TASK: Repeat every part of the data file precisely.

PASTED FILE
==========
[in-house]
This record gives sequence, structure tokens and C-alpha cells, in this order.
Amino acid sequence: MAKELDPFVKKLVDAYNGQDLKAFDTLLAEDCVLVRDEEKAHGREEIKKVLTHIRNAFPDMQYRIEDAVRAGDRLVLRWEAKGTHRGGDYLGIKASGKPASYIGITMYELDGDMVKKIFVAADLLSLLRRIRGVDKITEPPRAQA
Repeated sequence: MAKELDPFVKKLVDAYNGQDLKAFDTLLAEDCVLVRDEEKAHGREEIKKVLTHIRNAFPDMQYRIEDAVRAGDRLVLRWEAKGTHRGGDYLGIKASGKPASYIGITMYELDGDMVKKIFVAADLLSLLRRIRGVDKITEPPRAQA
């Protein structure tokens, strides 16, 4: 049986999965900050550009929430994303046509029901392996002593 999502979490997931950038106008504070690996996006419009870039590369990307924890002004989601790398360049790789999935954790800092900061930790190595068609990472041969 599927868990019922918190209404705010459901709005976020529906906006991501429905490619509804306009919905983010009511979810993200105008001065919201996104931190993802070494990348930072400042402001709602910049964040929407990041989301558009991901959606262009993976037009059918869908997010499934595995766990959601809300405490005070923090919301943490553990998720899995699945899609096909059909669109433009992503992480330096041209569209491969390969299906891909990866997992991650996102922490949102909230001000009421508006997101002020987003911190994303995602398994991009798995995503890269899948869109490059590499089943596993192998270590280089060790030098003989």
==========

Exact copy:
[in-house]
This record gives sequence, structure tokens and C-alpha cells, in this order.
Amino acid sequence: MAKELDPFVKKLVDAYNGQDLKAFDTLLAEDCVLVRDEEKAHGREEIKKVLTHIRNAFPDMQYRIEDAVRAGDRLVLRWEAKGTHRGGDYLGIKASGKPASYIGITMYELDGDMVKKIFVAADLLSLLRRIRGVDKITEPPRAQA
Repeated sequence: MAKELDPFVKKLVDAYNGQDLKAFDTLLAEDCVLVRDEEKAHGREEIKKVLTHIRNAFPDMQYRIEDAVRAGDRLVLRWEAKGTHRGGDYLGIKASGKPASYIGITMYELDGDMVKKIFVAADLLSLLRRIRGVDKITEPPRAQA
């Protein structure tokens, strides 16, 4: 049986999965900050550009929430994303046509029901392996002593 999502979490997931950038106008504070690996996006419009870039590369990307924890002004989601790398360049790789999935954790800092900061930790190595068609990472041969 599927868990019922918190209404705010459901709005976020529906906006991501429905490619509804306009919905983010009511979810993200105008001065919201996104931190993802070494990348930072400042402001709602910049964040929407990041989301558009991901959606262009993976037009059918869908997010499934595995766990959601809300405490005070923090919301943490553990998720899995699945899609096909059909669109433009992503992480330096041209569209491969390969299906891909990866997992991650996102922490949102909230001000009421508006997101002020987003911190994303995602398994991009798995995503890269899948869109490059590499089943596993192998270590280089060790030098003989």